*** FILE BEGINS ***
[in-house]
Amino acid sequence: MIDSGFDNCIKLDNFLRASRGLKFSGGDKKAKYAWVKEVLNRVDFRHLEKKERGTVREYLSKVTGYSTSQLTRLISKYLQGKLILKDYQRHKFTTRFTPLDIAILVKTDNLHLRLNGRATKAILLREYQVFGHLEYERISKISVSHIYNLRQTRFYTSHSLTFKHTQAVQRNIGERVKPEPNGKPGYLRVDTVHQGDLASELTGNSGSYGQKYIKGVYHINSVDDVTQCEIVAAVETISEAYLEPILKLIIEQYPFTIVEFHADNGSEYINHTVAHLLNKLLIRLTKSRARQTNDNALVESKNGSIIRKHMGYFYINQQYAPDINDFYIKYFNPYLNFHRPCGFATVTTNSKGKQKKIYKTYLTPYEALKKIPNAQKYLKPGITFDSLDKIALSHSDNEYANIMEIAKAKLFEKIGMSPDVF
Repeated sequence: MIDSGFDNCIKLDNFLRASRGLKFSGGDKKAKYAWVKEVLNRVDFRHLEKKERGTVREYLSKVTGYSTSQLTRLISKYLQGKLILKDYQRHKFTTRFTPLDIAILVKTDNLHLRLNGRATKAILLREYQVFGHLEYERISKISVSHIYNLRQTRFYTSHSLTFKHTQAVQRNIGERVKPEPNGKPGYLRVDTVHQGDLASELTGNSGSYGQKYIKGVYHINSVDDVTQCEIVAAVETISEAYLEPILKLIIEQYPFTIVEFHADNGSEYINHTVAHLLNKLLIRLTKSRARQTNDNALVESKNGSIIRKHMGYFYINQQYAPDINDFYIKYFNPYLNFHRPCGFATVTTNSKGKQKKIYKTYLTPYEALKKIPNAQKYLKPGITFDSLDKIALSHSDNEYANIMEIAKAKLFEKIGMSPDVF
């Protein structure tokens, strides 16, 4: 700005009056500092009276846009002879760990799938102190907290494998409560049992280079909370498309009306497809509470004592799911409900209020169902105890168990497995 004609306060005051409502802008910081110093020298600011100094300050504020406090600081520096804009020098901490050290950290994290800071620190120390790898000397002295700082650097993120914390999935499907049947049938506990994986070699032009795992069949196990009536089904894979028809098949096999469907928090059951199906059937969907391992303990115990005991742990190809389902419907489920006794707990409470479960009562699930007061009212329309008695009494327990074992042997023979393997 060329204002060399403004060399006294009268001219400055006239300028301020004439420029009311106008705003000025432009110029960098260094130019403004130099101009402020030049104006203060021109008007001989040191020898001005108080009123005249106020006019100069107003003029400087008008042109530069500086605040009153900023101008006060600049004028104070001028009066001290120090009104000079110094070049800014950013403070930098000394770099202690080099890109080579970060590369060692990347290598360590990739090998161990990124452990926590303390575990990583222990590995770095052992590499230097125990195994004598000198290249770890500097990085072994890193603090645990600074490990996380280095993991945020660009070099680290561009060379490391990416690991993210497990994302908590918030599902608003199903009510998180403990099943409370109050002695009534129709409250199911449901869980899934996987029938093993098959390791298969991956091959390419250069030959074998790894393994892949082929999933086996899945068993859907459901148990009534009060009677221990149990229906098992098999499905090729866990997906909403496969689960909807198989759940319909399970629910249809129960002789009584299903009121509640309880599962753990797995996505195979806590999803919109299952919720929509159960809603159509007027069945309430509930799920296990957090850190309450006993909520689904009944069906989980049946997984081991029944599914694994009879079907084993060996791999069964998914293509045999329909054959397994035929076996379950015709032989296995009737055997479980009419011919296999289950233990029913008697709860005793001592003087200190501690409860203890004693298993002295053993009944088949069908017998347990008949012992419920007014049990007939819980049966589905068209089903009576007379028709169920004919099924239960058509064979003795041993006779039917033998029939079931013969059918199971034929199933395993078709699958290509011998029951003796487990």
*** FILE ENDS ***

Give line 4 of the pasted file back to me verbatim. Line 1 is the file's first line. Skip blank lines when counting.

């Protein structure tokens, strides 16, 4: 700005009056500092009276846009002879760990799938102190907290494998409560049992280079909370498309009306497809509470004592799911409900209020169902105890168990497995 004609306060005051409502802008910081110093020298600011100094300050504020406090600081520096804009020098901490050290950290994290800071620190120390790898000397002295700082650097993120914390999935499907049947049938506990994986070699032009795992069949196990009536089904894979028809098949096999469907928090059951199906059937969907391992303990115990005991742990190809389902419907489920006794707990409470479960009562699930007061009212329309008695009494327990074992042997023979393997 060329204002060399403004060399006294009268001219400055006239300028301020004439420029009311106008705003000025432009110029960098260094130019403004130099101009402020030049104006203060021109008007001989040191020898001005108080009123005249106020006019100069107003003029400087008008042109530069500086605040009153900023101008006060600049004028104070001028009066001290120090009104000079110094070049800014950013403070930098000394770099202690080099890109080579970060590369060692990347290598360590990739090998161990990124452990926590303390575990990583222990590995770095052992590499230097125990195994004598000198290249770890500097990085072994890193603090645990600074490990996380280095993991945020660009070099680290561009060379490391990416690991993210497990994302908590918030599902608003199903009510998180403990099943409370109050002695009534129709409250199911449901869980899934996987029938093993098959390791298969991956091959390419250069030959074998790894393994892949082929999933086996899945068993859907459901148990009534009060009677221990149990229906098992098999499905090729866990997906909403496969689960909807198989759940319909399970629910249809129960002789009584299903009121509640309880599962753990797995996505195979806590999803919109299952919720929509159960809603159509007027069945309430509930799920296990957090850190309450006993909520689904009944069906989980049946997984081991029944599914694994009879079907084993060996791999069964998914293509045999329909054959397994035929076996379950015709032989296995009737055997479980009419011919296999289950233990029913008697709860005793001592003087200190501690409860203890004693298993002295053993009944088949069908017998347990008949012992419920007014049990007939819980049966589905068209089903009576007379028709169920004919099924239960058509064979003795041993006779039917033998029939079931013969059918199971034929199933395993078709699958290509011998029951003796487990």